Her post wasn’t filled but a restructure took place. When news of her departure was revealed earlier this year, Council leader, Councillor Susan Aitken described her contribution to the city over nearly three decades has been formidable – and never more so than in overseeing the settlement of Glasgow’s responsibilities on equal pay.

HeraldScotland: Council leader Susan Aitken described Ms Forrest's contribution as formidableCouncil leader Susan Aitken described Ms Forrest’s contribution as formidable

The multi-million IT contract was hailed as being one that would transform education and digital services across the city.

It was he council’s Executive Committee who agreed to pursue the deal with the firm that at that time was already providing services to the City of Edinburgh and Scottish Borders councils, as well as the Scottish Government.

Commenting at the time on the CGI deal, Annemarie O’Donnell, Chief Executive of Glasgow City Council, said: “We have an opportunity to completely redesign how we use technology to improve the lives of all Glaswegians. From world-class digital learning in our schools, to protecting the health of our most vulnerable citizens – we need to innovate and be ready to embrace opportunities to use technology creatively to deliver for the city.”

But the deal was shrouded in controversy. A legal challenge was lodged by global services giant Serco which had been providing the council’s IT in a joint venture with the authority. They had contested the deal with CGI and said the legal move was due to the contract not being put out to tender. It was resolved with an agreement under which the council would take on Serco’s membership of the Access joint venture.

The CGI deal went through in 2017 coming into effect in April the following year.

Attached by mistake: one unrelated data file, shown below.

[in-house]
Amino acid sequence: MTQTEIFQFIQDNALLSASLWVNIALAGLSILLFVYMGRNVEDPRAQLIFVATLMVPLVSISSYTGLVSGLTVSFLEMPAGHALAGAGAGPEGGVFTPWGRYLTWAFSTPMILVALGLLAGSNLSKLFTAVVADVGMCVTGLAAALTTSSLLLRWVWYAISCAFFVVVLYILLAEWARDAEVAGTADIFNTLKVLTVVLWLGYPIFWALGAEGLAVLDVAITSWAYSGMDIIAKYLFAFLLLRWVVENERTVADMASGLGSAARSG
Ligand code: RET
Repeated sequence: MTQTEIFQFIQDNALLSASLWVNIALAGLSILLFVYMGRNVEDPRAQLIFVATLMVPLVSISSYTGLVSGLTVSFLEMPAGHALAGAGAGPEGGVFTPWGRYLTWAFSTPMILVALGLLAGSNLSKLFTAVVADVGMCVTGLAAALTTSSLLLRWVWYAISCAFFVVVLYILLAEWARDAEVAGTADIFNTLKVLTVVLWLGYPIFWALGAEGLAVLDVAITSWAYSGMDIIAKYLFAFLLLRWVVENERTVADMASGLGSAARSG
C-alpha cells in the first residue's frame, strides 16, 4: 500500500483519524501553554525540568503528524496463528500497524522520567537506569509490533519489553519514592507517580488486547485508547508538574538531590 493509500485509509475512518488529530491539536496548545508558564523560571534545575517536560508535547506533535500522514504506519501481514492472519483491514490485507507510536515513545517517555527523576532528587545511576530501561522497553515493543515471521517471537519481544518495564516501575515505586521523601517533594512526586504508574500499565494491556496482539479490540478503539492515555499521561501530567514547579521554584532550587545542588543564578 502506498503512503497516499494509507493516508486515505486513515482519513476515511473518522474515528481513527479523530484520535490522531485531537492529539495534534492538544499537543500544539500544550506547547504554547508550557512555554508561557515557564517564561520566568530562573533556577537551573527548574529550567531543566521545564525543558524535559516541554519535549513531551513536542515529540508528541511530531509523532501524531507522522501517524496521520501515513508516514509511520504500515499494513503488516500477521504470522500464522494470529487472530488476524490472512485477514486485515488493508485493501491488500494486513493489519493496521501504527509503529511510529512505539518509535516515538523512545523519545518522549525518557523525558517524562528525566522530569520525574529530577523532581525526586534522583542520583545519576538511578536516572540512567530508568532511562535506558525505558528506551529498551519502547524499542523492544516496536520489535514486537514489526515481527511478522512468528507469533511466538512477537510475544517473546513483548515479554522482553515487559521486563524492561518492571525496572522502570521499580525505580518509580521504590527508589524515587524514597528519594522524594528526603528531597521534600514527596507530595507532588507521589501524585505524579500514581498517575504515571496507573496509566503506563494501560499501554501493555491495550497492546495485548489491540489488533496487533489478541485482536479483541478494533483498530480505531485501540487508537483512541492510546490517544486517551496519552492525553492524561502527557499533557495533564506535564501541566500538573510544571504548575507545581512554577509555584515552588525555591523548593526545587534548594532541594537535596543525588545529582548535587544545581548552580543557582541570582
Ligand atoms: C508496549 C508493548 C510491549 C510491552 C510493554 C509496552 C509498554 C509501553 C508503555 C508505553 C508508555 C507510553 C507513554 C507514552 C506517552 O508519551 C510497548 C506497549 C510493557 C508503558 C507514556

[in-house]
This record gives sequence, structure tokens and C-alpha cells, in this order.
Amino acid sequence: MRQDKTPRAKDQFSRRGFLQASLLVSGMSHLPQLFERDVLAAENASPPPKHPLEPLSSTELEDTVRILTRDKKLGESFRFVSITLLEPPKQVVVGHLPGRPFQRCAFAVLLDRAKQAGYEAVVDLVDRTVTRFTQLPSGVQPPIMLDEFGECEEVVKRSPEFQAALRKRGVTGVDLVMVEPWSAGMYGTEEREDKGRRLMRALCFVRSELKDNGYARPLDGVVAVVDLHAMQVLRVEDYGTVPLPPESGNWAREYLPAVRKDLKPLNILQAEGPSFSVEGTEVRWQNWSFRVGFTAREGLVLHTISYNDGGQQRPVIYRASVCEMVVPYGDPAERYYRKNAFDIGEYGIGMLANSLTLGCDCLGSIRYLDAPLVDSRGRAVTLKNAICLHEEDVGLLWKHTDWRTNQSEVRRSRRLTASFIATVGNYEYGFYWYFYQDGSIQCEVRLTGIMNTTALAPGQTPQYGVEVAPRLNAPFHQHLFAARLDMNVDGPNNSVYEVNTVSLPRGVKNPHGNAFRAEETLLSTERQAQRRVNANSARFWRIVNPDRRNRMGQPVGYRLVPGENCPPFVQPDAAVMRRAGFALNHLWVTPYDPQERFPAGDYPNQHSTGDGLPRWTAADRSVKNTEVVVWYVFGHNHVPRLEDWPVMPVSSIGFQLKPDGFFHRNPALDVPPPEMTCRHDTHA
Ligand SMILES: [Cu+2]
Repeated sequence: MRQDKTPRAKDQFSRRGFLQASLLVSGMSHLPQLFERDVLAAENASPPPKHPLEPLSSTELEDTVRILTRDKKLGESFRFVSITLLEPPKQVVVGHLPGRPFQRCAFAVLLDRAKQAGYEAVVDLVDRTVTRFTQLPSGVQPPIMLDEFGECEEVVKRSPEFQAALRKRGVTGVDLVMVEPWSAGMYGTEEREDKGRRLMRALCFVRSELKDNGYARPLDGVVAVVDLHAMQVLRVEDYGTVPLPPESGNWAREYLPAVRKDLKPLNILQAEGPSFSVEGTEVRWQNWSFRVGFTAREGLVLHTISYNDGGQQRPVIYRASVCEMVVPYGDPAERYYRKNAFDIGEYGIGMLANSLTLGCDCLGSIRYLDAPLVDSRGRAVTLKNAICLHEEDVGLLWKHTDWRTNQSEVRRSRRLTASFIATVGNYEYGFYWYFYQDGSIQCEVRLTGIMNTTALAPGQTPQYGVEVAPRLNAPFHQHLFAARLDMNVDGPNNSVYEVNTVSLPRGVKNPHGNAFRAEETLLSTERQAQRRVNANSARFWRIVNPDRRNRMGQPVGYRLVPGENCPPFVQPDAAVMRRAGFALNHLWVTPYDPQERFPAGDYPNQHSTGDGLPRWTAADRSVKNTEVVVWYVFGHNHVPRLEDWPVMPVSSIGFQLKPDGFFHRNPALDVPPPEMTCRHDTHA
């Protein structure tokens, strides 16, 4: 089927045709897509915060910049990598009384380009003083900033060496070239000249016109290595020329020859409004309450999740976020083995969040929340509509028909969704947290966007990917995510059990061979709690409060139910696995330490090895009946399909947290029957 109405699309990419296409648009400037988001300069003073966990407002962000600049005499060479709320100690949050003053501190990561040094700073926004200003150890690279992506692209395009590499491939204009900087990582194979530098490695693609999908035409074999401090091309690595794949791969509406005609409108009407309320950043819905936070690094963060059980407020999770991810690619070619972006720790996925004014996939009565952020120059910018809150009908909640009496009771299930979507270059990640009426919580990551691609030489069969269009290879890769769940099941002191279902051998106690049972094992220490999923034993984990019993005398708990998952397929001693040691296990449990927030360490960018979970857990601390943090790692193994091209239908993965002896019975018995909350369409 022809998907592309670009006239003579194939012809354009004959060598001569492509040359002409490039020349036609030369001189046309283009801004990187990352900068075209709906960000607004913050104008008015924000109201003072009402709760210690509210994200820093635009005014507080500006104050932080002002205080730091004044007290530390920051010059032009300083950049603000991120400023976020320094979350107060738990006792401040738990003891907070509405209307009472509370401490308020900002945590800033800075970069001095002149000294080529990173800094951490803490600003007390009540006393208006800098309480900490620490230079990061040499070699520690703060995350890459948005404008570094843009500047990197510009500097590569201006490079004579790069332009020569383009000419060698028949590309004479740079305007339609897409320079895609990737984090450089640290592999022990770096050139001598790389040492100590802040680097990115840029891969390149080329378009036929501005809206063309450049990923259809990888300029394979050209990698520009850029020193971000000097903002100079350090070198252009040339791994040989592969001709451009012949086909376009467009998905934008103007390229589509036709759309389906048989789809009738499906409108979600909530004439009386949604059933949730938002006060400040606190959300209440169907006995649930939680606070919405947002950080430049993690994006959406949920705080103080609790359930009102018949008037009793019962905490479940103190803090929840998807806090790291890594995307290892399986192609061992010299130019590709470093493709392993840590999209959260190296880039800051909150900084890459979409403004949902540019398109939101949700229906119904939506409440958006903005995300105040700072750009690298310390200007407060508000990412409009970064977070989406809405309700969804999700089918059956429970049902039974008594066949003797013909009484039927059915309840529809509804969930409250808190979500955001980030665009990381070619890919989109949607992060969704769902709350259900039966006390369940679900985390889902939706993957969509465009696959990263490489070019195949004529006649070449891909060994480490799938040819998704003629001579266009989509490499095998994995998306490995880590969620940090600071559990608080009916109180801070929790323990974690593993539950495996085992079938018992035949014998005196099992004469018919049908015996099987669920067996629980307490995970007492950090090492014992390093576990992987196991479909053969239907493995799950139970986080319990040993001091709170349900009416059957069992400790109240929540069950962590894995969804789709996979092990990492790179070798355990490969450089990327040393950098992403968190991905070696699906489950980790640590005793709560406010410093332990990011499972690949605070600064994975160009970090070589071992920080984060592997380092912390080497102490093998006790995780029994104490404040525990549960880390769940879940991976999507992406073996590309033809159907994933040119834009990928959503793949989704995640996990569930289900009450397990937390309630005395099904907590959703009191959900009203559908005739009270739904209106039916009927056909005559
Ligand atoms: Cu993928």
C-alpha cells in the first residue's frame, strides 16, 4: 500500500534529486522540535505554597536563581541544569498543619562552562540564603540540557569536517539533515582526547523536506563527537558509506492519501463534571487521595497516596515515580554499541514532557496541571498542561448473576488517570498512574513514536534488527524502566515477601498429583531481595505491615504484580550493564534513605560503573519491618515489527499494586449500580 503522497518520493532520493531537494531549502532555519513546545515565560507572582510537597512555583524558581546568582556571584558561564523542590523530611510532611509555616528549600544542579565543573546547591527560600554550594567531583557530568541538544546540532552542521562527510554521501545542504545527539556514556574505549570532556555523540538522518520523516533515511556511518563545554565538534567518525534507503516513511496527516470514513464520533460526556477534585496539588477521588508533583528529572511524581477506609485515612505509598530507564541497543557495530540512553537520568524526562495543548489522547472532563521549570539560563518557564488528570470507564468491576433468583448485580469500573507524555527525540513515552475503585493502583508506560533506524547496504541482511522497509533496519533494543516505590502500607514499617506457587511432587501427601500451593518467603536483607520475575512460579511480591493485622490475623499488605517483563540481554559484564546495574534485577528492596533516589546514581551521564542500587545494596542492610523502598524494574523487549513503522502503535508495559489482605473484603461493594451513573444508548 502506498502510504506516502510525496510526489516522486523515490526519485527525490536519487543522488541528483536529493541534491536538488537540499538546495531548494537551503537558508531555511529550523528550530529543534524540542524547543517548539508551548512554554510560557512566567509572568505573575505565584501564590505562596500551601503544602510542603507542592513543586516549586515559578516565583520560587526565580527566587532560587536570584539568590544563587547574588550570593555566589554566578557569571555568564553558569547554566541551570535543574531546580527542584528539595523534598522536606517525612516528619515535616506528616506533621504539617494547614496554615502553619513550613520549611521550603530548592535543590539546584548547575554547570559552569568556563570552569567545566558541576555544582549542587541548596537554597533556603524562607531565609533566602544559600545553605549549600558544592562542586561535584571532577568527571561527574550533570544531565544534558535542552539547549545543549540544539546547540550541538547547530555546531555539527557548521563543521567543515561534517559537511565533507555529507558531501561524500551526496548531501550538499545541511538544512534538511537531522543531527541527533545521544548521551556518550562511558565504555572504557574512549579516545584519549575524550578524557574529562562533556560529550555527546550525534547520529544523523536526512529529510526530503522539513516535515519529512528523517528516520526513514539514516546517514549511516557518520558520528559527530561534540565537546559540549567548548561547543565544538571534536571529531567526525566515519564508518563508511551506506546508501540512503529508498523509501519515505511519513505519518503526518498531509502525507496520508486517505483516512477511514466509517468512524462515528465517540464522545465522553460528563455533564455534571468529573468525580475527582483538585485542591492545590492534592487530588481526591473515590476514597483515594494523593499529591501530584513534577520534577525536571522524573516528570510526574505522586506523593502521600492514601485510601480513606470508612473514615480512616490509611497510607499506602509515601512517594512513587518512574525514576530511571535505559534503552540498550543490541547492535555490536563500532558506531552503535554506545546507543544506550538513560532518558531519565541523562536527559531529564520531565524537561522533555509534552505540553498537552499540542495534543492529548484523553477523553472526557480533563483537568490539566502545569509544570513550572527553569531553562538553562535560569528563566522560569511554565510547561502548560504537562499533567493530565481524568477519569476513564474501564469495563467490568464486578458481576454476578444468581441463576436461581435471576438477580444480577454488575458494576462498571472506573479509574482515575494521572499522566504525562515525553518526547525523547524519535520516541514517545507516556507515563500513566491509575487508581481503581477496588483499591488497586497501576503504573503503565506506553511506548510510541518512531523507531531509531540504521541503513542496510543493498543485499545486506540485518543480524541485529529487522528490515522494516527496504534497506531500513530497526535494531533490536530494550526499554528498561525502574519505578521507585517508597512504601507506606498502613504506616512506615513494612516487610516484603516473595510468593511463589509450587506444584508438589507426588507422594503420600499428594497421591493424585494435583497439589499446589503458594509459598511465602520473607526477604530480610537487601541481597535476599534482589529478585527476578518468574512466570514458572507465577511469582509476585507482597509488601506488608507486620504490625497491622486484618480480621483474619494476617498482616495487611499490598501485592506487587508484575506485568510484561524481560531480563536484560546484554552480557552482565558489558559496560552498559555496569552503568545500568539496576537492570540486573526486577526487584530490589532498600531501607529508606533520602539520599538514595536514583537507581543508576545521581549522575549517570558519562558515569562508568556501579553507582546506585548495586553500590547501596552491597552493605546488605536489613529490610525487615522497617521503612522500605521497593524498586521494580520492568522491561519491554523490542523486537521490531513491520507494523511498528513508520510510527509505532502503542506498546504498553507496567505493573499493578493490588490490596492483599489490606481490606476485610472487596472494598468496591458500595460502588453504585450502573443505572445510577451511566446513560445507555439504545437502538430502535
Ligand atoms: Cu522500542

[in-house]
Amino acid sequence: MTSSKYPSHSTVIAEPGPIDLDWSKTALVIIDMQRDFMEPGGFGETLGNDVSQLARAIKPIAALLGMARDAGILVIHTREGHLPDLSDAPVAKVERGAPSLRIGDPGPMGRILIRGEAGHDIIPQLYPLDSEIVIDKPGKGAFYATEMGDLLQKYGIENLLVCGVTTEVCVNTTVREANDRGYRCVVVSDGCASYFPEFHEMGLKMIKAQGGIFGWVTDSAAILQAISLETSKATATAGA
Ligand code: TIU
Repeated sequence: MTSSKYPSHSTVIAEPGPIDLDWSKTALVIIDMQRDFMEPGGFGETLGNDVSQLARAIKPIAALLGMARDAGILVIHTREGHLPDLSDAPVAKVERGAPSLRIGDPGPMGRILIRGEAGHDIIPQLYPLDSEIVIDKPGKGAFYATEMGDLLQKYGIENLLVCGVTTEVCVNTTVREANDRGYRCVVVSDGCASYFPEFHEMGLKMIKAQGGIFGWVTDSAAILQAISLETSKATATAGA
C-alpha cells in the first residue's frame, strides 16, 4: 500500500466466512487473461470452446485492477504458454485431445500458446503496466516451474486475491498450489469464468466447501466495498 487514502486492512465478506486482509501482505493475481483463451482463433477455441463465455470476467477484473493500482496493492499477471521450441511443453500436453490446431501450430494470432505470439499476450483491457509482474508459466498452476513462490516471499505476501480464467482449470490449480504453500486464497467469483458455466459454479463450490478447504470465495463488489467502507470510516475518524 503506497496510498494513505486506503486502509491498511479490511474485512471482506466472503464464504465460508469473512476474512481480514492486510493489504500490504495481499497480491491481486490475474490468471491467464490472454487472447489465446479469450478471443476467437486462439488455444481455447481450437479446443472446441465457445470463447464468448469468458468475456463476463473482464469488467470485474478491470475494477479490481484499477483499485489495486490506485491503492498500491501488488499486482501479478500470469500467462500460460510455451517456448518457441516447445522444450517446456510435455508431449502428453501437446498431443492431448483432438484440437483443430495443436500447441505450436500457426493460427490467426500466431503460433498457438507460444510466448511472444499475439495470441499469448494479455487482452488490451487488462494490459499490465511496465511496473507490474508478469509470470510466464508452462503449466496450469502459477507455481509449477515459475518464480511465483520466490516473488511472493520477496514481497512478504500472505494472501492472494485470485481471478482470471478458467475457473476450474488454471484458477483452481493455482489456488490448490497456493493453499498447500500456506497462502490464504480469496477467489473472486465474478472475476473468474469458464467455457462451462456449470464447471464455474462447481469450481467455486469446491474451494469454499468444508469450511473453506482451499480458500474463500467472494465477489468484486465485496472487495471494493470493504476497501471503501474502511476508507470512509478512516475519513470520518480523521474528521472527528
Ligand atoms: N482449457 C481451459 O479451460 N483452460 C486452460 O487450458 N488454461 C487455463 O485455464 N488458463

Cllr Kyle Thornton, the Conservative Group Business Manager, questioned the timing and the financial package.

He said: “At a time when Glasgow has never looked more neglected by the Council, it is understandable why questions would be raised over Council officers receiving eye-watering exit packages.

“In this case it is especially concerning that a former senior officer has been made a consultant to one of the Council’s largest contractors so soon after leaving the Council with a generous settlement.

“Even the perception of a conflict of interest in this regard is highly damaging for public trust and we urge the relevant parties to assuage those concerns at the earliest possible opportunity.”

Cllr Jon Molyneux, of the Scottish Greens, said they are seeking more information on the issue.

He said: “We have asked the Council’s chief executive if she has any more information on this matter. Clearly Ms Forrest is no longer a Council employee, so can manage her own affairs, but ‘revolving door’ arrangements such as these do raise eyebrows and should be looked at.”

A Glasgow City Council spokesman said: “Mrs Forrest left the council earlier this year, having taken voluntary redundancy, and is not working on the Glasgow City Council account.”

Ms Forrest did not wish to make a comment, while a spokesman for CGI said: “Carole Forrest has been providing ad-hoc consultancy services to CGI since May 2021, after she left Glasgow City Council.  She brings a wealth of expertise and knowledge to CGI and is advising us on member development and business plan growth in both the public and private sector.  Carole has no involvement in the Glasgow City Council account.”

 

 

 

The Herald Scotland

The Herald Scotland

The Herald is a Scottish broadsheet newspaper founded in 1783. The Herald is the longest running national newspaper in the world and is the eighth oldest daily paper in the world. The title was simplified from The Glasgow Herald in 1992